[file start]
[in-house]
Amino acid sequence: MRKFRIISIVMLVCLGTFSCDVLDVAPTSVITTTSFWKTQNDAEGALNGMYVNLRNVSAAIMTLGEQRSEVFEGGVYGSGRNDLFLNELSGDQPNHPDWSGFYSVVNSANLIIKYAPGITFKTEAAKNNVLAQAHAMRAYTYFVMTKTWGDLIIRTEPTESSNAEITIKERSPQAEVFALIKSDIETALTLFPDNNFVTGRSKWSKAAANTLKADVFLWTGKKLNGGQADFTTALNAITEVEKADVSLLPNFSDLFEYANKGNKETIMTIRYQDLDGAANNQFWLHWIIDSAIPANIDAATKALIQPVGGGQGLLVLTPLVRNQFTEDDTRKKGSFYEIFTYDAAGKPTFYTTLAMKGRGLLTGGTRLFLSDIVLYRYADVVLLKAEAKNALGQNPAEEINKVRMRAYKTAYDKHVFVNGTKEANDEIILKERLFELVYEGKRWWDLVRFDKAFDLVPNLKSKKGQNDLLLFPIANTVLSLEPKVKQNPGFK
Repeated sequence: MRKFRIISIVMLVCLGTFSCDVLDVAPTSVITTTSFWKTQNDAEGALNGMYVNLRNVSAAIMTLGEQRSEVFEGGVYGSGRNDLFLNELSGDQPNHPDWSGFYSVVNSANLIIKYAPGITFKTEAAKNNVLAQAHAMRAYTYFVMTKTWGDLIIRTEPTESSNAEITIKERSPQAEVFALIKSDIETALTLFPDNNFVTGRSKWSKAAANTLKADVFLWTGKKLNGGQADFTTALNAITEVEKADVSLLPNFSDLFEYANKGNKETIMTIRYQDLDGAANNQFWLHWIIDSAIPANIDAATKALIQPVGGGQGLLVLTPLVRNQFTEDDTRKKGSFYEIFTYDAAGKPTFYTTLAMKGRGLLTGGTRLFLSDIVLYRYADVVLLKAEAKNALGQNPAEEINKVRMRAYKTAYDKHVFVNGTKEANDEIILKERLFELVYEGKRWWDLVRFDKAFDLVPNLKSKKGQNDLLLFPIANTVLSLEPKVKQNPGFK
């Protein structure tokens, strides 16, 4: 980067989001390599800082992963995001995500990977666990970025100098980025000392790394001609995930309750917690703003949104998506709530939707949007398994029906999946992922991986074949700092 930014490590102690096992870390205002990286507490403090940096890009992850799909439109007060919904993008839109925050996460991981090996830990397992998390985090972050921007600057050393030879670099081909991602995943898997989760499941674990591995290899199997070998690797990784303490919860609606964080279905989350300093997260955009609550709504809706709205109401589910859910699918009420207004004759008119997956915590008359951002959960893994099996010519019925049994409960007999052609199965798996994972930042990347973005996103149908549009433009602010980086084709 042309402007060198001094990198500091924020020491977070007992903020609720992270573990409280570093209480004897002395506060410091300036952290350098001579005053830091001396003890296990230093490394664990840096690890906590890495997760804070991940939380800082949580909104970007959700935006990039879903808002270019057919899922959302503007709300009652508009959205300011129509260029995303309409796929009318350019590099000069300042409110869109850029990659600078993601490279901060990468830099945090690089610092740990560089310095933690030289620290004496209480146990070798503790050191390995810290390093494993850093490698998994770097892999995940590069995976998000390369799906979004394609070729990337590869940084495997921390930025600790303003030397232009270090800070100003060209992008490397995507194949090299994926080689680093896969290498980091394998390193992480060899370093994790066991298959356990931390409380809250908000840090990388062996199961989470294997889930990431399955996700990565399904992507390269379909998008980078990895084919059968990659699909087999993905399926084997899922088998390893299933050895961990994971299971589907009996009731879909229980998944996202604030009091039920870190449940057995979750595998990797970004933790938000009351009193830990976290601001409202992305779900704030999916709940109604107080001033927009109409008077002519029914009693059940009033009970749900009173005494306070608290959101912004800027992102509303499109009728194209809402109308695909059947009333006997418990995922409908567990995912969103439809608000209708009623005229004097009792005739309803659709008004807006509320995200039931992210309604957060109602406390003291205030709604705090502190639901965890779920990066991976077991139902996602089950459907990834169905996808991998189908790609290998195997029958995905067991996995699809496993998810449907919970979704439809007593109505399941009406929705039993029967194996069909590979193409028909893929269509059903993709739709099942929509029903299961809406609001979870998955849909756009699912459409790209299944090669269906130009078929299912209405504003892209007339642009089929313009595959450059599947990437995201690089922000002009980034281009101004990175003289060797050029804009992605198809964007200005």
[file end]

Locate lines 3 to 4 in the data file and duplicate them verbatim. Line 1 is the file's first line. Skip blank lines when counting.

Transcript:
Repeated sequence: MRKFRIISIVMLVCLGTFSCDVLDVAPTSVITTTSFWKTQNDAEGALNGMYVNLRNVSAAIMTLGEQRSEVFEGGVYGSGRNDLFLNELSGDQPNHPDWSGFYSVVNSANLIIKYAPGITFKTEAAKNNVLAQAHAMRAYTYFVMTKTWGDLIIRTEPTESSNAEITIKERSPQAEVFALIKSDIETALTLFPDNNFVTGRSKWSKAAANTLKADVFLWTGKKLNGGQADFTTALNAITEVEKADVSLLPNFSDLFEYANKGNKETIMTIRYQDLDGAANNQFWLHWIIDSAIPANIDAATKALIQPVGGGQGLLVLTPLVRNQFTEDDTRKKGSFYEIFTYDAAGKPTFYTTLAMKGRGLLTGGTRLFLSDIVLYRYADVVLLKAEAKNALGQNPAEEINKVRMRAYKTAYDKHVFVNGTKEANDEIILKERLFELVYEGKRWWDLVRFDKAFDLVPNLKSKKGQNDLLLFPIANTVLSLEPKVKQNPGFK
């Protein structure tokens, strides 16, 4: 980067989001390599800082992963995001995500990977666990970025100098980025000392790394001609995930309750917690703003949104998506709530939707949007398994029906999946992922991986074949700092 930014490590102690096992870390205002990286507490403090940096890009992850799909439109007060919904993008839109925050996460991981090996830990397992998390985090972050921007600057050393030879670099081909991602995943898997989760499941674990591995290899199997070998690797990784303490919860609606964080279905989350300093997260955009609550709504809706709205109401589910859910699918009420207004004759008119997956915590008359951002959960893994099996010519019925049994409960007999052609199965798996994972930042990347973005996103149908549009433009602010980086084709 042309402007060198001094990198500091924020020491977070007992903020609720992270573990409280570093209480004897002395506060410091300036952290350098001579005053830091001396003890296990230093490394664990840096690890906590890495997760804070991940939380800082949580909104970007959700935006990039879903808002270019057919899922959302503007709300009652508009959205300011129509260029995303309409796929009318350019590099000069300042409110869109850029990659600078993601490279901060990468830099945090690089610092740990560089310095933690030289620290004496209480146990070798503790050191390995810290390093494993850093490698998994770097892999995940590069995976998000390369799906979004394609070729990337590869940084495997921390930025600790303003030397232009270090800070100003060209992008490397995507194949090299994926080689680093896969290498980091394998390193992480060899370093994790066991298959356990931390409380809250908000840090990388062996199961989470294997889930990431399955996700990565399904992507390269379909998008980078990895084919059968990659699909087999993905399926084997899922088998390893299933050895961990994971299971589907009996009731879909229980998944996202604030009091039920870190449940057995979750595998990797970004933790938000009351009193830990976290601001409202992305779900704030999916709940109604107080001033927009109409008077002519029914009693059940009033009970749900009173005494306070608290959101912004800027992102509303499109009728194209809402109308695909059947009333006997418990995922409908567990995912969103439809608000209708009623005229004097009792005739309803659709008004807006509320995200039931992210309604957060109602406390003291205030709604705090502190639901965890779920990066991976077991139902996602089950459907990834169905996808991998189908790609290998195997029958995905067991996995699809496993998810449907919970979704439809007593109505399941009406929705039993029967194996069909590979193409028909893929269509059903993709739709099942929509029903299961809406609001979870998955849909756009699912459409790209299944090669269906130009078929299912209405504003892209007339642009089929313009595959450059599947990437995201690089922000002009980034281009101004990175003289060797050029804009992605198809964007200005």